By Topic

Induced crystallization as a nonlithographic pattern transfer technique for nanofabrication

Sign In

Cookies must be enabled to login.After enabling cookies , please use refresh or reload or ctrl+f5 on the browser for the login options.

Formats Non-Member Member
$31 $31
Learn how you can qualify for the best price for this item!
Become an IEEE Member or Subscribe to
IEEE Xplore for exclusive pricing!
close button

puzzle piece

IEEE membership options for an individual and IEEE Xplore subscriptions for an organization offer the most affordable access to essential journal articles, conference papers, standards, eBooks, and eLearning courses.

Learn more about:

IEEE membership

IEEE Xplore subscriptions

8 Author(s)
Cabral, M.J. ; Department of Electrical and Computer Engineering, University of Virginia, Charlottesville, Virginia 22904 ; Lye, W.K. ; Bean, J.C. ; Reed, M.L.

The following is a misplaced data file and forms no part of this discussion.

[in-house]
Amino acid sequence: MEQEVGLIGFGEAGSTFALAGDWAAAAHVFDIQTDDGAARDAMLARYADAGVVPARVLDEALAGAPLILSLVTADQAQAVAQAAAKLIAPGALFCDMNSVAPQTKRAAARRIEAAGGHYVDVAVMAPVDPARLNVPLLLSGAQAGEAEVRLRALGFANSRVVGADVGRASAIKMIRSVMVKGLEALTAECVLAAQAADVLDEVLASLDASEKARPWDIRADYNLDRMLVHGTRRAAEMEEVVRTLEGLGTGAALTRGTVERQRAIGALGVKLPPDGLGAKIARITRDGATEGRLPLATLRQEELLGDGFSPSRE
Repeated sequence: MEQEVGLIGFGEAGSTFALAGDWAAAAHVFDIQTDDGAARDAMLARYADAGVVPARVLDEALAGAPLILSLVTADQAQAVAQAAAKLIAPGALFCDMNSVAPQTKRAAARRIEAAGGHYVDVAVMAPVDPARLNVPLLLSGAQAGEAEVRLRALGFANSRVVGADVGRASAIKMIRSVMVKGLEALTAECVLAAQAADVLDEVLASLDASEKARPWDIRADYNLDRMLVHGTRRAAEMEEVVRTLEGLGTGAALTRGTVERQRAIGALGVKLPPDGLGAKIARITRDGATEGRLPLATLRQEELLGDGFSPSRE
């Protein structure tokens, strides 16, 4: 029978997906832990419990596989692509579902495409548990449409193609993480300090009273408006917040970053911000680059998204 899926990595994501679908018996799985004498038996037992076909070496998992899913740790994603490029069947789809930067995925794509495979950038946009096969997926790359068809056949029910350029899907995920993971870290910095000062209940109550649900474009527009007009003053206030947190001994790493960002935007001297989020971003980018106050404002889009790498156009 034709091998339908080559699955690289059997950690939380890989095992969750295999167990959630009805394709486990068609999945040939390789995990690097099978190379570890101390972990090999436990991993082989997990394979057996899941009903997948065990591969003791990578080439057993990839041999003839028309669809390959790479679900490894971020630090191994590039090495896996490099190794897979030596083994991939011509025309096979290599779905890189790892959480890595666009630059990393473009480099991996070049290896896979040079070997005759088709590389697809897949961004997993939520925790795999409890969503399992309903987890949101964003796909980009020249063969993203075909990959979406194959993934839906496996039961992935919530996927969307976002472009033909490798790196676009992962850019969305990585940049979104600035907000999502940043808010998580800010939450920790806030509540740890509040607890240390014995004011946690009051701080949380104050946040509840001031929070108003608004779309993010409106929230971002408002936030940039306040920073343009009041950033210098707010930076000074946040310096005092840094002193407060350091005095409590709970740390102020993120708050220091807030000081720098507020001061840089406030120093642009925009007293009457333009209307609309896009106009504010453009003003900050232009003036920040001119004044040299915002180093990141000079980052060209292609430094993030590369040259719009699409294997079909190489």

more authors

Your organization might have access to this article on the publisher's site. To check, click on this link: 

Controlled crystallization of amorphous films through “nanoprinting” is a novel pattern transfer technique that has been demonstrated for submicron features. Amorphous Ge and indium tin oxide (ITO) films are investigated for their suitability as a pattern transfer layer by direct contact with a patterned printhead. The printhead is heated and brought into contact with the amorphous film, transforming the contacted areas from amorphous to crystalline material. After crystallization, the amorphous regions are selectively etched away, leaving the desired pattern in crystalline material. Theoretical modeling suggests that this technique can be used for pattern transfer of features less than 50 nm. © 2001 American Vacuum Society.

Published in:

Journal of Vacuum Science & Technology B: Microelectronics and Nanometer Structures  (Volume:19 ,  Issue: 6 )